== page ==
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Schools struggle to regulate vaping among students

Vaping accesories
Cheyna Roth
Michigan Radio
A collection of vape pens and accessories confiscated by Belding school officials.


The fruity smell associated with vape pens is a new normal in schools across Michigan, including Belding High School, east of Grand Rapids. That’s despite it being banned by its administration.

Vaping is the act of inhaling a liquid — often nicotine — heated inside a device such as an e-cigarette or Juul. Due to friendly designs such as its fruity taste and sleek appearance, researchers say that vape pens are severely underestimated.

Belding High School principal Michael Ostrander says vaping has become a serious problem here, and in high schools across the state. He says staff confiscates vaping tools almost every week – sometimes a dozen in a month. It’s even the new currency in schools – kids trade vaping tools for other things like help on homework.

Michael Ostrander
Credit Cheyna Roth / Michigan Radio
Michigan Radio
Principal of Belding High School Michael Ostrander

“We’ve reached a point where I believe it’s an epidemic and we’ve waited too long,” he says.

Vaping has been one of the biggest annual jumps in substance use in the country— even outweighing marijuana use. A University of Michigan study says that there are 1.3 million more high school users in 2018 than there were in 2017.

Andrew Schepers of the American Cancer Society says the products need to be regulated and treated like tobacco – like they are on the federal level.

“We would rather fall on the side of define them as a tobacco product. So that we are trying to provide some protection for the public than just trying to kind of piece-meal something together,” Schepers says.

E-cigarettes are often seen as a healthier alternative to smoking and to help people wean off cigarettes, but this has been disproven by researchers from the American Society of Clinical Oncology and the American Association for Cancer Research. In fact, teenagers may move on to smoking after consistent vape use. The FDA in particular is criticizing companies for marketing towards middle and high-school aged users. All in all, vape pens may contain fewer chemicals, but they still contain the highly addictive nicotine.

Michigan has failed to gain traction when to comes to regulating vape pens more. Lawmakers like Republican Senator Rick Outman have introduced bills to ban the use and possession of vaping tools by minors.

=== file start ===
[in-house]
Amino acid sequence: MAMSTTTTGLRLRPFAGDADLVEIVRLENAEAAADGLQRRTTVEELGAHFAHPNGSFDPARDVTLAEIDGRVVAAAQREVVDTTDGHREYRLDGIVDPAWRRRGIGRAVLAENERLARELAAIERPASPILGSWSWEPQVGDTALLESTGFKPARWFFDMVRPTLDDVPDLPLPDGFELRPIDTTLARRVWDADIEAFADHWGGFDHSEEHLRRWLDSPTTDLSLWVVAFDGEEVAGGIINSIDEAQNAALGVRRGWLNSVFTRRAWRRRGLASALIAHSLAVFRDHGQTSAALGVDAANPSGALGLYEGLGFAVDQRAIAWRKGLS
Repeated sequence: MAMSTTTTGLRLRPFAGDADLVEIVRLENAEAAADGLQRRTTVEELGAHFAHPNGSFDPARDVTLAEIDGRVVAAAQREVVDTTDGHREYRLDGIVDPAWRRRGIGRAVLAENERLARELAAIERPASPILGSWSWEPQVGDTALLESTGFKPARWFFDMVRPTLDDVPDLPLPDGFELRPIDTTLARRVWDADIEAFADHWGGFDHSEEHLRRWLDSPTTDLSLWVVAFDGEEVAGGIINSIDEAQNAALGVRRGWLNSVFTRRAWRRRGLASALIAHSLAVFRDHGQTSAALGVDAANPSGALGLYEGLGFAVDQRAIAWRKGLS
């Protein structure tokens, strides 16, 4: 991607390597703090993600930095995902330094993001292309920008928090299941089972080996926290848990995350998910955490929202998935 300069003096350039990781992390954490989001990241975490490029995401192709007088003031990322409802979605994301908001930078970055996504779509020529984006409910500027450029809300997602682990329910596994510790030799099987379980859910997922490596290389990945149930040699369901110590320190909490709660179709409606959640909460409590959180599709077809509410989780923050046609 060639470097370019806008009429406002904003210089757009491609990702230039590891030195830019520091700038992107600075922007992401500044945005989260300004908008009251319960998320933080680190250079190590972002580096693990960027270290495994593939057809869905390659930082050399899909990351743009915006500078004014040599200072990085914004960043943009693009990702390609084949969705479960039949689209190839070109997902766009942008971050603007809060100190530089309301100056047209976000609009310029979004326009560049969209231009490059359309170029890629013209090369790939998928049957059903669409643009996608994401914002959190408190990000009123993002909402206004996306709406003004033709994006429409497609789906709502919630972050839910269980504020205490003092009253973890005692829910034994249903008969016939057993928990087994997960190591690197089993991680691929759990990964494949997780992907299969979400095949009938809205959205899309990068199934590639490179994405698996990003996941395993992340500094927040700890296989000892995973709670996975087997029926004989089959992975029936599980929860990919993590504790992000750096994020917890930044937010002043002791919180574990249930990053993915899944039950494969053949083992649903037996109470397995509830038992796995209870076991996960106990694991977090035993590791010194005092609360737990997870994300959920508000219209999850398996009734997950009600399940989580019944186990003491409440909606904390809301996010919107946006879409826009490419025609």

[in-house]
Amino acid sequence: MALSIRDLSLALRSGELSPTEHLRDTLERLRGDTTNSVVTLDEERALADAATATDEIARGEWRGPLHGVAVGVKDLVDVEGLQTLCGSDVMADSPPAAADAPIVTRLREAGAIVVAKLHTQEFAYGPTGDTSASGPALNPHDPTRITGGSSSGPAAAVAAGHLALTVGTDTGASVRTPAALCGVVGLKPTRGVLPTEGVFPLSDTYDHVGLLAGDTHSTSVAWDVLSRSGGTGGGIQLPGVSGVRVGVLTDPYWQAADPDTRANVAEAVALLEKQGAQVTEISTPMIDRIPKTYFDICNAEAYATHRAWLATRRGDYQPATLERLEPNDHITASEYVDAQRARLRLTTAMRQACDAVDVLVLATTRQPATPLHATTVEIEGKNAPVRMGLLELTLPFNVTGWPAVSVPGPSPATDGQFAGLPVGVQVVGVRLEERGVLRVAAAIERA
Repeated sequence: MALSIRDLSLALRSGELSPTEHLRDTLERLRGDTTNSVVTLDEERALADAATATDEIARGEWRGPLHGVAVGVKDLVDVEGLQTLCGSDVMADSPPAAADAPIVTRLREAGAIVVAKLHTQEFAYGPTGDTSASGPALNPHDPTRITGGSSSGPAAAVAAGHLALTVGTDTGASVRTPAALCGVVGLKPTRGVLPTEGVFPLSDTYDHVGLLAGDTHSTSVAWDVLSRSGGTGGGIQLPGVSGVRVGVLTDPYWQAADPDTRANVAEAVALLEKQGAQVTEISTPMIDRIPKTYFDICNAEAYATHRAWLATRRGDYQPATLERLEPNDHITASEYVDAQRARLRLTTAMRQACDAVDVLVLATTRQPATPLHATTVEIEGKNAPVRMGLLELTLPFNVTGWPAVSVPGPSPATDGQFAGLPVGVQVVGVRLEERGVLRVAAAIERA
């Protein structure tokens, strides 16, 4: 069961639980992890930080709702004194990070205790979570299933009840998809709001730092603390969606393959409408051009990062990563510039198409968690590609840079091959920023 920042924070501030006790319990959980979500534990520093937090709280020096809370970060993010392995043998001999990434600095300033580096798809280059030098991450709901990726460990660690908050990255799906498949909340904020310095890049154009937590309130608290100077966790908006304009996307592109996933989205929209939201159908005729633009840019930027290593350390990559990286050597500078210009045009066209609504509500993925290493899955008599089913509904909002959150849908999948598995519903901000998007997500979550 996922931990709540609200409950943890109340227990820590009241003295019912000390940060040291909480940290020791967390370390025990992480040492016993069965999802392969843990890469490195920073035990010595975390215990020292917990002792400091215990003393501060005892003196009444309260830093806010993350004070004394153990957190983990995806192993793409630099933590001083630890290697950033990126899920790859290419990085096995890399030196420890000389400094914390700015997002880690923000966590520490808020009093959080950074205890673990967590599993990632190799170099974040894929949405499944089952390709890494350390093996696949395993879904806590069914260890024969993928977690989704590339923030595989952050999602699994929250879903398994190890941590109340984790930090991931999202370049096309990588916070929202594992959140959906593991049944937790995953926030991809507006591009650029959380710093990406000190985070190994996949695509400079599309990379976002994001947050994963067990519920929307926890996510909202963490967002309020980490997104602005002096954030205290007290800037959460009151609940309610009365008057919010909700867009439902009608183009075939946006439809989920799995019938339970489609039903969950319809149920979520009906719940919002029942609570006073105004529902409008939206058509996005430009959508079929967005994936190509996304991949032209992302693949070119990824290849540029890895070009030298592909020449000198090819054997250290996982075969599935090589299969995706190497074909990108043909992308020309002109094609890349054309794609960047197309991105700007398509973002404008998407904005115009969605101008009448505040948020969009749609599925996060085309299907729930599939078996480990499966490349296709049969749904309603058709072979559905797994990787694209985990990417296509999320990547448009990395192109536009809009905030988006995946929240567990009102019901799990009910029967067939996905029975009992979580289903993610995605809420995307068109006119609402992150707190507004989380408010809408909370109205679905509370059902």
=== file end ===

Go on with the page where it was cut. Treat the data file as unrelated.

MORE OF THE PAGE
“I’m just trying to get this out of the hands of kids. That’s as simple as it gets. This is a simple bill that doesn’t preclude anything else,” Outman says.

Five years ago, the state Legislature sent a similar bill to then-Governor Rick Snyder. Snyder vetoed it because he agreed with health advocates.

Democratic Senator Jeremy Moss (D-Southfield) says he’d like to regulate e-cigarettes like tobacco. But he says there just isn’t the political will to do that -- in part because the result would be higher taxes.

“Let’s have that conversation. I was ready to tackle it last session, it didn’t move. I’m ready to tackle it this session, let’s see if we can get some movement," Moss says. "But I can’t say, you know that is going to hold up this urgent work right now of making sure minors don’t have these vape products."

Governor Gretchen Whitmer’s administration has come out against the bills making their way through the Legislature. But a spokesperson says the governor wants to find a “meaningful solution” to keep minors from vaping.

For some high school students, like 9th grader Mitchell Lake, vaping has become an annoyance.


Belding High School
Credit Cheyna Roth / Michigan Radio
Michigan Radio
Belding High School

“You can’t even go to the bathroom hardly,” he says, explaining that kids are vaping constantly throughout the day. “I don’t really think it’s peer pressure here. I think it’s just trying to fit in with groups. Like there’s groups of people that do it, like say you just want to fit in, then you start doing it.”

Ostrander points out that some kids are trying to vape other things as well.

“And so now you’re inhaling that in a way that your body’s not supposed to do that. That’s scary,” he says. “That freaks me out.”


Before becoming the newest Capitol reporter for the Michigan Public Radio Network, Cheyna Roth was an attorney. She spent her days fighting it out in court as an assistant prosecuting attorney for Ionia County. Eventually, Cheyna took her investigative and interview skills and moved on to journalism. She got her masters at Michigan State University and was a documentary filmmaker, podcaster, and freelance writer before finding her home with NPR. Very soon after joining MPRN, Cheyna started covering the 2016 presidential election, chasing after Donald Trump, Hillary Clinton, and all their surrogates as they duked it out for Michigan. Cheyna also focuses on the Legislature and criminal justice issues for MPRN. Cheyna is obsessively curious, a passionate storyteller, and an occasional backpacker. Follow her on Twitter at @Cheyna_R
Nisa Khan joins Michigan Radio as the station’s first full-time data reporter. In that capacity, she will be reporting on data-driven news stories as well as working with other news staff to acquire and analyze data in support of their journalism.
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